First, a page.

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December 2009
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January 2010

Mostly Cricket, Briefly

Caroline had her two year check at the pediatrician today. Originally I took them to these appointments together but after the last one during which Edward stood on a chair and flicked the lights off and on while Caroline had her ears checked - giving an odd strobe light effect to the proceedings - I decided that future meetings with the pediatrician would be conducted on a two adult per one child basis. So Edward stayed home with Steve and Caroline and I went to see the good doctor.

Caroline is a young giantess. A pink sequoia. Two words: basketball scholarship. She finally crossed the 25th percentile for height and is almost at the 50th. Well 40th. The mind boggles. When she was born 97 out of 100 premature girls were estimated to be able to kick her ass, now she is practically wearing her pantaloons in age appropriate sizes. Just the other day Steve asked if the size 24 month pair of jeans he was holding could be worn by Caroline without rolling up the cuffs and I said no... but I had to think about it first.

Other than that she is slender with a small head and she was a miracle of affable cooperation with the doctor. She highed his five, she covered the light with her finger when requested to do so, she let him count her teeth and she only wiggled a little when he listened to her chest. When he asked after Edward she volunteered, "We need find Edw-ad! Where'd Edw-ad go?" Then she looked under chair and said, "There he is! No! It's a spider. Hi cweepy spooky spider! Hi Spider Edw-ad!" and - just like that - Edward was replaced by an (I hope) imaginary arachnid.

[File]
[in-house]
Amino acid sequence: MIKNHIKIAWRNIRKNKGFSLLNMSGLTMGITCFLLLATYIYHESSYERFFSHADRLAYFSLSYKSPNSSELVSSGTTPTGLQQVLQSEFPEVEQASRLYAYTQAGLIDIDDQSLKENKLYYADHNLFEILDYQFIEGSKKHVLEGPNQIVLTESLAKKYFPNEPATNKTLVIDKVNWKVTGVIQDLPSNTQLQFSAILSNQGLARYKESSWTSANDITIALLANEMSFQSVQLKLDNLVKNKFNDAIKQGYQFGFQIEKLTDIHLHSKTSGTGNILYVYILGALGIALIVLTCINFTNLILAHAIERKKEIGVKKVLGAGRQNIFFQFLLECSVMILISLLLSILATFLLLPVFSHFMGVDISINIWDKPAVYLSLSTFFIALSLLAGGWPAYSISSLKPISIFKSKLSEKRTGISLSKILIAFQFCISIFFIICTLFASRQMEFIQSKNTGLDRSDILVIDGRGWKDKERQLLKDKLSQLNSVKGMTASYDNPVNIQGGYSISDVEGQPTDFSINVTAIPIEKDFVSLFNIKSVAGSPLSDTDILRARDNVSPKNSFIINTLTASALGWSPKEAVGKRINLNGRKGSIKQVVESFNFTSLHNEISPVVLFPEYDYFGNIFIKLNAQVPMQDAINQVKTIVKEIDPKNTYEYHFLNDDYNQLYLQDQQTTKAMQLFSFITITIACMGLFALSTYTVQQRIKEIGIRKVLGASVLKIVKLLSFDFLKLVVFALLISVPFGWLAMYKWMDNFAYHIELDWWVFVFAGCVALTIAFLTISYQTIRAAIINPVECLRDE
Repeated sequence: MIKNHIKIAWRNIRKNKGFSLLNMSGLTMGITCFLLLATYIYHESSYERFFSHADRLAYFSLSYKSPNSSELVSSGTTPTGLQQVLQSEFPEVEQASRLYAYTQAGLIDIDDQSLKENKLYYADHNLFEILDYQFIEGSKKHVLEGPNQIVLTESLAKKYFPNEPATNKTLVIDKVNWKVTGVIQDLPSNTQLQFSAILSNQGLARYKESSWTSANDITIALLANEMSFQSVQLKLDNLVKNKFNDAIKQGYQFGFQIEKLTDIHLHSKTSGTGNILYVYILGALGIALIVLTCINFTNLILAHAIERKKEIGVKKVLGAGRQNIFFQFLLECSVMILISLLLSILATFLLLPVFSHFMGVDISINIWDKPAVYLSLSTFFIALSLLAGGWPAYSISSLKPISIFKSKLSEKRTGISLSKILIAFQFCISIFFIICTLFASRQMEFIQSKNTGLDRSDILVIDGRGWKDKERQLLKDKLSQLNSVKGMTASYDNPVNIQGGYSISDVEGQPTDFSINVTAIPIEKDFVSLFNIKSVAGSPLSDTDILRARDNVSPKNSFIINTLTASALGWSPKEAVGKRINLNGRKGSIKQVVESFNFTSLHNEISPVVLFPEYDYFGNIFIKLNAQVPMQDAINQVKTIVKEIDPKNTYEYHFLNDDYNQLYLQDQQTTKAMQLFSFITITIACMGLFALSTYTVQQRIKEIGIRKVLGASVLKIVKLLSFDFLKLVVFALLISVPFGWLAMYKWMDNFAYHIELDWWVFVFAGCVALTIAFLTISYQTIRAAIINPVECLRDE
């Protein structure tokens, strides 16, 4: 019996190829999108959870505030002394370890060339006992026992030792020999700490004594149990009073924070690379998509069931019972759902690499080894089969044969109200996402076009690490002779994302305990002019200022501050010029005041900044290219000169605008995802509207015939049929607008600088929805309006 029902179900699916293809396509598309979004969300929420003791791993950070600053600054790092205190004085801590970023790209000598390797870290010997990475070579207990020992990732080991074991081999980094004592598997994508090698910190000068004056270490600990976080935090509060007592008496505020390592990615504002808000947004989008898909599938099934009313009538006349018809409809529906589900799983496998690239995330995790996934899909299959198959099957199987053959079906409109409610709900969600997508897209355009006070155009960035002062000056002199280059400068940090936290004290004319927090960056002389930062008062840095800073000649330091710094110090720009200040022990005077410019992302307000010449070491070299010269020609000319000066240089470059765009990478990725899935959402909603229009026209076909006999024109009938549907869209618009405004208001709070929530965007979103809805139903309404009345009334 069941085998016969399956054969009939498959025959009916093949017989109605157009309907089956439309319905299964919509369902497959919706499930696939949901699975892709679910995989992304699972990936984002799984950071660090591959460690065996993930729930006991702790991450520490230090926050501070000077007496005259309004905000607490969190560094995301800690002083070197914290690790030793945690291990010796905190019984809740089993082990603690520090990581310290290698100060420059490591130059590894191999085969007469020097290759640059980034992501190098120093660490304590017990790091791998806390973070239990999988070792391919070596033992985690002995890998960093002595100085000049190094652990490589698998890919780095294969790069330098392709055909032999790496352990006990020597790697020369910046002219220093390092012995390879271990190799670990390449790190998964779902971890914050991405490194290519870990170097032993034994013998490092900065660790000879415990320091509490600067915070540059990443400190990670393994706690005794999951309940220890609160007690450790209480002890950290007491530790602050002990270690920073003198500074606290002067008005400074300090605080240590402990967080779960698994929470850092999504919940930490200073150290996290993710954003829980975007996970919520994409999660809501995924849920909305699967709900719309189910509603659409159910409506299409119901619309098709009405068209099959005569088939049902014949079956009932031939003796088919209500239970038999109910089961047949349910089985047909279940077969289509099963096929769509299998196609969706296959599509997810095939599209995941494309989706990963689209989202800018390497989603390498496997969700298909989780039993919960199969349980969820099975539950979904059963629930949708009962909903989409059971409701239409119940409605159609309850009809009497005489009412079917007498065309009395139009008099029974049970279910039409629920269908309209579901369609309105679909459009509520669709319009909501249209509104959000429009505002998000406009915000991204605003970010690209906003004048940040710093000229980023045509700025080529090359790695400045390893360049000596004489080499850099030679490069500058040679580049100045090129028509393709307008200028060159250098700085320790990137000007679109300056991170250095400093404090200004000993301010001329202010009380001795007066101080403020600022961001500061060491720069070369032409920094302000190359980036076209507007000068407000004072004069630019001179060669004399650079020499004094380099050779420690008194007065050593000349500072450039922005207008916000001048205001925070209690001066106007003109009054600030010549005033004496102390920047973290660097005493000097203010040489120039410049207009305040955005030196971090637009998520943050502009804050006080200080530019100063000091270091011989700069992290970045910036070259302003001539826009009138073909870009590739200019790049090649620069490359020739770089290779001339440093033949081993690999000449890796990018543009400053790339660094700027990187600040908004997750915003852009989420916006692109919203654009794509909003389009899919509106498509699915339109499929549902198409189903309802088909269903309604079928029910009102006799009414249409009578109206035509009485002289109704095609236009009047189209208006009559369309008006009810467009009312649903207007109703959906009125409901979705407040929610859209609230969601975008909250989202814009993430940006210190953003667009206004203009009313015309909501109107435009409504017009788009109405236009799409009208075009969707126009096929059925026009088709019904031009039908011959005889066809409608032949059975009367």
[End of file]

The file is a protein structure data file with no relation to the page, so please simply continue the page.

For all of Caroline's curiosity about things and her never-ending climbing she is turning into a pretty easy kid. She is patient with herself and others, although she does have a bit of an edge to her. Patrick kept banging something in the living room and I heard her snap, "Stop it Patrick stop it!" with an air of authority to which even the kindliest of elder brothers would take exception. Edward was shrieking "Share Cayayine share!" at the top of his lungs so she handed whatever it was he wanted to him. Then she waspishly said, "Sank you?" just so we all knew what she thought of his manners. And when I accidentally pulled her hair as I tugged a shirt on her she said, "Sorry?" as soon as her head cleared. It was the way she said it, you understand, that made me say, "Oh. Oh of course. I'm sorry." 

She's got a gimlet eye.

Edward, meanwhile, sprouted his molar and has returned to his sunnier self. He has stopped shrieking all the time and is now displaying a waggish sense of humor.

Sit next to each other and smile, I said.

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No, no, Edward... smile!